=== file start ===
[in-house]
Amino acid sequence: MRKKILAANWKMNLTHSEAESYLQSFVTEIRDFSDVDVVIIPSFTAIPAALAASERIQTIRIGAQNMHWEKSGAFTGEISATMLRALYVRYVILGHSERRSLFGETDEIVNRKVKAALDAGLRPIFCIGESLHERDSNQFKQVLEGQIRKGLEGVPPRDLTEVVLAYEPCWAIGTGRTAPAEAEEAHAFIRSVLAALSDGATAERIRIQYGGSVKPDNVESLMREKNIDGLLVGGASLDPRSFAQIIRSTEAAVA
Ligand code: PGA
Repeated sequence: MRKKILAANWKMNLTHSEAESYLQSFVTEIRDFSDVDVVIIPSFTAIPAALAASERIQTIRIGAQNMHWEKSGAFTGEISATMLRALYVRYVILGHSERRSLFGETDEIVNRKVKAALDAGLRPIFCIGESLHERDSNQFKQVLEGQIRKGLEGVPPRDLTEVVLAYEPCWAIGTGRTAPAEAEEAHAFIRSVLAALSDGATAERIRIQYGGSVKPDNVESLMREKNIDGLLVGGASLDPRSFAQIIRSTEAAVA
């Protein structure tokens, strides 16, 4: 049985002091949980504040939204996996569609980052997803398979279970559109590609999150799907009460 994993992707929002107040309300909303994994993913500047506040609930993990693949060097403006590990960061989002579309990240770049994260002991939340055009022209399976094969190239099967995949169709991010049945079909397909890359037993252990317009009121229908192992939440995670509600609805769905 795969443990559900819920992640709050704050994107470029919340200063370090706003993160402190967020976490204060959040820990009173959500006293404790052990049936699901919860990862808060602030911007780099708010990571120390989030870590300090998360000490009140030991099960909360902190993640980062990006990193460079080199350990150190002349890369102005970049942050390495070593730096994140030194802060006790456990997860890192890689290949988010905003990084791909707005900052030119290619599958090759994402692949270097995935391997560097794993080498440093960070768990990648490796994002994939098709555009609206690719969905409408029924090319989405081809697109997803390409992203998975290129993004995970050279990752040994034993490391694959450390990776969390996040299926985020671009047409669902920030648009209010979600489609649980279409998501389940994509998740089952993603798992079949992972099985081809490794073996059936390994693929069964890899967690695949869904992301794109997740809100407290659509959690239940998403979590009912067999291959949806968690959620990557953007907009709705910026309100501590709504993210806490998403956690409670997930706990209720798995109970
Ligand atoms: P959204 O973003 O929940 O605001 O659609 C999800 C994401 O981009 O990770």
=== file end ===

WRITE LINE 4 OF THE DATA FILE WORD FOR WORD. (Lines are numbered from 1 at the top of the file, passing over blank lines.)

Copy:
Repeated sequence: MRKKILAANWKMNLTHSEAESYLQSFVTEIRDFSDVDVVIIPSFTAIPAALAASERIQTIRIGAQNMHWEKSGAFTGEISATMLRALYVRYVILGHSERRSLFGETDEIVNRKVKAALDAGLRPIFCIGESLHERDSNQFKQVLEGQIRKGLEGVPPRDLTEVVLAYEPCWAIGTGRTAPAEAEEAHAFIRSVLAALSDGATAERIRIQYGGSVKPDNVESLMREKNIDGLLVGGASLDPRSFAQIIRSTEAAVA